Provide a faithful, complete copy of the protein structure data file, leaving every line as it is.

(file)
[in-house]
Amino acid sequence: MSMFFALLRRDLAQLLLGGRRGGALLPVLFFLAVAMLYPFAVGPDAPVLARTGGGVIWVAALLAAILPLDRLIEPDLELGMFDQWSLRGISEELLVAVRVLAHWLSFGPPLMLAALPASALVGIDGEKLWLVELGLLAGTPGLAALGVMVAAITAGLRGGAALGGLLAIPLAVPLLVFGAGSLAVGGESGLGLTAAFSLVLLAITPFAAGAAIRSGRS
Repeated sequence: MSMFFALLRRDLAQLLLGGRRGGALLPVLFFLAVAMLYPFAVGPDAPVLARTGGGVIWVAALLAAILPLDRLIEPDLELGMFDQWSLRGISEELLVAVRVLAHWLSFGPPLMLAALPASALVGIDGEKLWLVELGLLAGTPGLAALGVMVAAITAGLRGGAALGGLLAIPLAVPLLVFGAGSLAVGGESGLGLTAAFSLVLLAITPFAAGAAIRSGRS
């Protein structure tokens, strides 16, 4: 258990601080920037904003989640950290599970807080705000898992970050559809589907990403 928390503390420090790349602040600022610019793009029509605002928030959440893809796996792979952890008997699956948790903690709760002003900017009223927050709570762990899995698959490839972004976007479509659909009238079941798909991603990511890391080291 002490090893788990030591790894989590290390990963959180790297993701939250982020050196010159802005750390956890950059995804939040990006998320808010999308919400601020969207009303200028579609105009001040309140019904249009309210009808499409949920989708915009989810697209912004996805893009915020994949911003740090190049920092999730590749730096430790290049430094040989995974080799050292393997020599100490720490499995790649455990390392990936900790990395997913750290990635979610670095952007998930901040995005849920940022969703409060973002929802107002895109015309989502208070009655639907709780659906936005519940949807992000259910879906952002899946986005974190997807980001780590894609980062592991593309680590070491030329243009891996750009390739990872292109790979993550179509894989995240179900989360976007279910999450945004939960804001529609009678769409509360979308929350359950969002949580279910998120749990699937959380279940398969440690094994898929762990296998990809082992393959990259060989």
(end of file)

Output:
[in-house]
Amino acid sequence: MSMFFALLRRDLAQLLLGGRRGGALLPVLFFLAVAMLYPFAVGPDAPVLARTGGGVIWVAALLAAILPLDRLIEPDLELGMFDQWSLRGISEELLVAVRVLAHWLSFGPPLMLAALPASALVGIDGEKLWLVELGLLAGTPGLAALGVMVAAITAGLRGGAALGGLLAIPLAVPLLVFGAGSLAVGGESGLGLTAAFSLVLLAITPFAAGAAIRSGRS
Repeated sequence: MSMFFALLRRDLAQLLLGGRRGGALLPVLFFLAVAMLYPFAVGPDAPVLARTGGGVIWVAALLAAILPLDRLIEPDLELGMFDQWSLRGISEELLVAVRVLAHWLSFGPPLMLAALPASALVGIDGEKLWLVELGLLAGTPGLAALGVMVAAITAGLRGGAALGGLLAIPLAVPLLVFGAGSLAVGGESGLGLTAAFSLVLLAITPFAAGAAIRSGRS
């Protein structure tokens, strides 16, 4: 258990601080920037904003989640950290599970807080705000898992970050559809589907990403 928390503390420090790349602040600022610019793009029509605002928030959440893809796996792979952890008997699956948790903690709760002003900017009223927050709570762990899995698959490839972004976007479509659909009238079941798909991603990511890391080291 002490090893788990030591790894989590290390990963959180790297993701939250982020050196010159802005750390956890950059995804939040990006998320808010999308919400601020969207009303200028579609105009001040309140019904249009309210009808499409949920989708915009989810697209912004996805893009915020994949911003740090190049920092999730590749730096430790290049430094040989995974080799050292393997020599100490720490499995790649455990390392990936900790990395997913750290990635979610670095952007998930901040995005849920940022969703409060973002929802107002895109015309989502208070009655639907709780659906936005519940949807992000259910879906952002899946986005974190997807980001780590894609980062592991593309680590070491030329243009891996750009390739990872292109790979993550179509894989995240179900989360976007279910999450945004939960804001529609009678769409509360979308929350359950969002949580279910998120749990699937959380279940398969440690094994898929762990296998990809082992393959990259060989």